Defendant explained he had a gun for protection because he was previously shot multiple times. He said he threw the gun out of the window when he was leaving the scene and he had no idea where it might be. He apologized and said he never meant to shoot a child.

Captain Thornton testified that there were no AK-47 casings or projectiles anywhere at the scene. Also, the officers did not find any strike marks or bullet holes on any of the houses or other cars in the area. Further, the officers did not find any evidence to show that defendant shot in self-defense. Captain Thornton testified that at this point in the investigation, an application for defendant's arrest was drawn up and subsequently, an arrest warrant was issued.

Taylor testified that on July 25, 2013, she and defendant were at his residence. At some point, she, defendant, and their baby got into defendant's mother's car, a black Nissan Sentra, and defendant drove them to Taylor's mother's residence at 1000 Tensas Drive, Apartment C, in Harvey. When they arrived, Taylor exited the vehicle, and she and defendant talked. She was standing [14-653 La.App. 5 Cir. 8] by the stairs not far from defendant, and defendant was on the driver's side of the vehicle. Taylor then heard defendant say, " Do you know me?" to someone in the area; however, she could not see anyone. Defendant then grabbed a gun, told her to " step back," pushed her back, and started shooting multiple times. She ran upstairs and went inside the residence, and defendant drove away.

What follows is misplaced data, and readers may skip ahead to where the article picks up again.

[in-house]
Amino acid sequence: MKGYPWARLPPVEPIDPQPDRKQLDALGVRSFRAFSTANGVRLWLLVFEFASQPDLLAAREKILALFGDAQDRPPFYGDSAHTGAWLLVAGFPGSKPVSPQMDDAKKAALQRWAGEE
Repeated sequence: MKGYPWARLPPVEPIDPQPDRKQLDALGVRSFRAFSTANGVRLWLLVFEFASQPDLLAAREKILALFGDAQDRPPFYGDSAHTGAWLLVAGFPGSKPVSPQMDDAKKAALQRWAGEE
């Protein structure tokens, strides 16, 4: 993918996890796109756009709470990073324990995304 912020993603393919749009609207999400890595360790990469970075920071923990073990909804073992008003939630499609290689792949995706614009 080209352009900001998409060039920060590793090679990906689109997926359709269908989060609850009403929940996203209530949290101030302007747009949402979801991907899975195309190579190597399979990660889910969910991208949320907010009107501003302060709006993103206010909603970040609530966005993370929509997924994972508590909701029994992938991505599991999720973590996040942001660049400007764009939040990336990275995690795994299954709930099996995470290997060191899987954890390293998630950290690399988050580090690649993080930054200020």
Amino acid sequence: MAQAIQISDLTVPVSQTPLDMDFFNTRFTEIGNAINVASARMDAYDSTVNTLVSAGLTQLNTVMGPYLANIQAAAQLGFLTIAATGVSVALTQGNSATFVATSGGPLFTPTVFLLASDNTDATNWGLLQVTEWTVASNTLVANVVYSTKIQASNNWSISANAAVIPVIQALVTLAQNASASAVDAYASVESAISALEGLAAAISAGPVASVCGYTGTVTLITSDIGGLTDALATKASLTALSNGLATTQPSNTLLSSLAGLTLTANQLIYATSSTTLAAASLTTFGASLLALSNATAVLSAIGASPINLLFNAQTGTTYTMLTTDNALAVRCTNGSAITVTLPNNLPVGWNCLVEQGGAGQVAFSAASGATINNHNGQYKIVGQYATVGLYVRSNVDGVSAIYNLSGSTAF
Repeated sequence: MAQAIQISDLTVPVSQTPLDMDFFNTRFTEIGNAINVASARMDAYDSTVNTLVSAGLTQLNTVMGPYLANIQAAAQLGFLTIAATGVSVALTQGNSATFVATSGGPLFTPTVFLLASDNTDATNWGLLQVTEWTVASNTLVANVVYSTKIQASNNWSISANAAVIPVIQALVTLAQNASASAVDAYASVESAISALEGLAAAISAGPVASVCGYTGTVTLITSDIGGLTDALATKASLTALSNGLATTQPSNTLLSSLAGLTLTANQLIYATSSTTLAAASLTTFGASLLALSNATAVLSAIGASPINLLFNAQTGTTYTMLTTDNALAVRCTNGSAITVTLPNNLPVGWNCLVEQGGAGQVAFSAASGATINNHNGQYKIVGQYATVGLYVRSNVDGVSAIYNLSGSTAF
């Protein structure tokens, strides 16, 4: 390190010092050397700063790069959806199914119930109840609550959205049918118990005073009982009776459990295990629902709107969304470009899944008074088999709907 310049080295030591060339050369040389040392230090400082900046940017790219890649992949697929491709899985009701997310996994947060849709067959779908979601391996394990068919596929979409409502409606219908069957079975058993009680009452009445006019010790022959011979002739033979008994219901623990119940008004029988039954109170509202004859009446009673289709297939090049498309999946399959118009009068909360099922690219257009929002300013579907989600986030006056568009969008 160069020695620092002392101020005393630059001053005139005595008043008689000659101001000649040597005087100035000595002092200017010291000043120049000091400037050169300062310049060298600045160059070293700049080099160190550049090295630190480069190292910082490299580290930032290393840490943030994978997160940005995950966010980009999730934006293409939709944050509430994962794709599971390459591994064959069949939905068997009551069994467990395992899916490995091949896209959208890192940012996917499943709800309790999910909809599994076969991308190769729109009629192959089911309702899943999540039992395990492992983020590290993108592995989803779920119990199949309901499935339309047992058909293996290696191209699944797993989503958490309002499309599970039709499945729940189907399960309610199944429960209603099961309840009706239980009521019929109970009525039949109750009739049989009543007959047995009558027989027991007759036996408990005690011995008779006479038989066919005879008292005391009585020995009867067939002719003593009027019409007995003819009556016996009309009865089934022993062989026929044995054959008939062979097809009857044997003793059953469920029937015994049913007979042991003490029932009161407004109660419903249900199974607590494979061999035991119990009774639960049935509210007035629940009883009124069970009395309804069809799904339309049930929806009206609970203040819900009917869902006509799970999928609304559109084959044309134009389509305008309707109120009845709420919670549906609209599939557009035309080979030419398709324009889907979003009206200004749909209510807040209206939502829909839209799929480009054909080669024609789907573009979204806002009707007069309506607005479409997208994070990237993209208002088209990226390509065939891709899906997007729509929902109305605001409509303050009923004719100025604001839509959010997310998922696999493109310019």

Taylor testified she could not see what the other person was doing or whether that person had a gun because she was on the " other side." She testified that before defendant pulled out a gun and started shooting, no one shot at him first. She did not see anyone outside with a gun except for defendant and she did not see a black Dodge Charger drive up or a person dressed in black get out of a black Dodge Charger. She also testified the bullet holes in defendant's black Nissan were there before this shooting. She testified that defendant's vehicle was previously shot up.